Our group has developed a game called Downfall: A Tale of Two Cities, where players form teams that compete to enact legislation in the other team’s city which will lead to the downfall of the city. Our current prototype will test the experience of playing the game, and the role of the game. The current implementation of the prototype does not test look and feel.
How quickly until the users become bored of the game?
This question is crucial to the success of our game—if it’s boring, why would anyone play it? I anticipate that in this simplified version of the game, it won’t take many rounds for users to grow tired of the concept, especially if people are not submitting funny answers. I believe based on the results of our testing, we should add new mechanics to spice things up.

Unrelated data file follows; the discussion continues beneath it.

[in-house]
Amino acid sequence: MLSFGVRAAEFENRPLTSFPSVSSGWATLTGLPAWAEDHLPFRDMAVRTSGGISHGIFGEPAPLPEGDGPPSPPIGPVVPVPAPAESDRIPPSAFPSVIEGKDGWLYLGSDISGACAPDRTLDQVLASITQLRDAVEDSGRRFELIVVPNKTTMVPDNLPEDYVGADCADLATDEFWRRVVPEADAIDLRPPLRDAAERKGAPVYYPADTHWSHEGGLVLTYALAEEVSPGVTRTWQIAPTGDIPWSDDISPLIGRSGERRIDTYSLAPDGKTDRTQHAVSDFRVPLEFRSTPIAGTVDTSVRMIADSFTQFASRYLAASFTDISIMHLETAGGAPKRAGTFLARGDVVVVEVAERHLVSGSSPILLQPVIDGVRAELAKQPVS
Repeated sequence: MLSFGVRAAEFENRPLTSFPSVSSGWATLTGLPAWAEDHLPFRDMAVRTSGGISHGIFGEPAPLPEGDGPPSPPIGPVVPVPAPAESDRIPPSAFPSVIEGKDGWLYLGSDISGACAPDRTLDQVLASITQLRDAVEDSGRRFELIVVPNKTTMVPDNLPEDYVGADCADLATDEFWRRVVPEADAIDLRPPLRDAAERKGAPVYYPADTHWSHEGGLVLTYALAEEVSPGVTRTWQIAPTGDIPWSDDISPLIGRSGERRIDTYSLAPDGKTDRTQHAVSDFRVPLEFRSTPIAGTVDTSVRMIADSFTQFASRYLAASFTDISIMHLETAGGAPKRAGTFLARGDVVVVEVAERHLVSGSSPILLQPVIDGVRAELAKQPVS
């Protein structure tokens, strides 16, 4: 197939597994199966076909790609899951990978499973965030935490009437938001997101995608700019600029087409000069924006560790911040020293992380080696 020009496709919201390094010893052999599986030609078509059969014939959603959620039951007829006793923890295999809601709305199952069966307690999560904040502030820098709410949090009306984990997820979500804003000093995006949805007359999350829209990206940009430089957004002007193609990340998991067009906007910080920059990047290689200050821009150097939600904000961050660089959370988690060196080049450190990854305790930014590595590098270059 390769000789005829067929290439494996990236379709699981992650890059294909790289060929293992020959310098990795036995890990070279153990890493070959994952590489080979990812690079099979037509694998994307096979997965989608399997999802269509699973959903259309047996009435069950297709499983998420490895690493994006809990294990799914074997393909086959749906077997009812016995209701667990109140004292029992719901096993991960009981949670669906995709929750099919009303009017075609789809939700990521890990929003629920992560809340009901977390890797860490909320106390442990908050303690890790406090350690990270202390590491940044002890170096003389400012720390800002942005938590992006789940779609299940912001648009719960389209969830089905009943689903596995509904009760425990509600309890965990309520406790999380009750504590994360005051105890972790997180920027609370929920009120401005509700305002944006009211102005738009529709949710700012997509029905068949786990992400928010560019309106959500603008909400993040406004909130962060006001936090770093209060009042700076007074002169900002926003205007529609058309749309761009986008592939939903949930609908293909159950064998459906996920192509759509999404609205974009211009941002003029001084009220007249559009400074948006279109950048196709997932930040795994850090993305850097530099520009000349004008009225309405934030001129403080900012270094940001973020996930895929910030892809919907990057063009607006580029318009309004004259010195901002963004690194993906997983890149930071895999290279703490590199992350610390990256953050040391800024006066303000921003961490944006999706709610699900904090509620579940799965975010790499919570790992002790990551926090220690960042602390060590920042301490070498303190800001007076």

Is the premise / narrative of the game interesting? Are users jumping into the city-building aspect of the game?
In our prototype, to address this question, we really focused on writing prompts that would seem like newspaper headlines for a city. The goal is to make the game as immersive as possible. This question is very important because if users do not feel attached to the premise, we could potentially still pivot the storyline behind the game easily while we are in our early stages.
How will the flow of the game work? Will users think the game drags on, or will games finish quickly?
Right now, despite play testing our game ourselves, we are not quite sure how the game will flow from round to round. As the creators of the game, we probably have a little more tolerance for the game becoming boring than others might. We need to figure out how to make sure our users feel the game is paced well in order to have a successful game.